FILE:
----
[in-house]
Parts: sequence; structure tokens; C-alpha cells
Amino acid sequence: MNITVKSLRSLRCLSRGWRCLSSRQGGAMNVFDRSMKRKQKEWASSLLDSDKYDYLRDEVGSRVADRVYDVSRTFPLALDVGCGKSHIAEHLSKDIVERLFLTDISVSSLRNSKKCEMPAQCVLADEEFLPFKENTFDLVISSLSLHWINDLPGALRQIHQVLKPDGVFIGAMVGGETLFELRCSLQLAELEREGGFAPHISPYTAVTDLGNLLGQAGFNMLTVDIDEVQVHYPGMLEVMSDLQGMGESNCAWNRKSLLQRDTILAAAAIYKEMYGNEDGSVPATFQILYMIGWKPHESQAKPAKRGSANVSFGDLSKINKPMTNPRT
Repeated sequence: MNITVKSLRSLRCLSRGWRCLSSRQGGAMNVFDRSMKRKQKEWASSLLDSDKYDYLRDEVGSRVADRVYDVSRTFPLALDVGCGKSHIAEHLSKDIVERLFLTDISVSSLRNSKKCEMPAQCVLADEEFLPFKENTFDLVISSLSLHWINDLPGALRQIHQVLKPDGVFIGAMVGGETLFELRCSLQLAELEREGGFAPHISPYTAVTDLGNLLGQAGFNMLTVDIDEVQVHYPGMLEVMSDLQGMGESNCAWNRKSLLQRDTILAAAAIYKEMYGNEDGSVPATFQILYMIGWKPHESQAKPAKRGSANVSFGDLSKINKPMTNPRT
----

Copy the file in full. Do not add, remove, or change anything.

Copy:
[in-house]
Parts: sequence; structure tokens; C-alpha cells
Amino acid sequence: MNITVKSLRSLRCLSRGWRCLSSRQGGAMNVFDRSMKRKQKEWASSLLDSDKYDYLRDEVGSRVADRVYDVSRTFPLALDVGCGKSHIAEHLSKDIVERLFLTDISVSSLRNSKKCEMPAQCVLADEEFLPFKENTFDLVISSLSLHWINDLPGALRQIHQVLKPDGVFIGAMVGGETLFELRCSLQLAELEREGGFAPHISPYTAVTDLGNLLGQAGFNMLTVDIDEVQVHYPGMLEVMSDLQGMGESNCAWNRKSLLQRDTILAAAAIYKEMYGNEDGSVPATFQILYMIGWKPHESQAKPAKRGSANVSFGDLSKINKPMTNPRT
Repeated sequence: MNITVKSLRSLRCLSRGWRCLSSRQGGAMNVFDRSMKRKQKEWASSLLDSDKYDYLRDEVGSRVADRVYDVSRTFPLALDVGCGKSHIAEHLSKDIVERLFLTDISVSSLRNSKKCEMPAQCVLADEEFLPFKENTFDLVISSLSLHWINDLPGALRQIHQVLKPDGVFIGAMVGGETLFELRCSLQLAELEREGGFAPHISPYTAVTDLGNLLGQAGFNMLTVDIDEVQVHYPGMLEVMSDLQGMGESNCAWNRKSLLQRDTILAAAAIYKEMYGNEDGSVPATFQILYMIGWKPHESQAKPAKRGSANVSFGDLSKINKPMTNPRT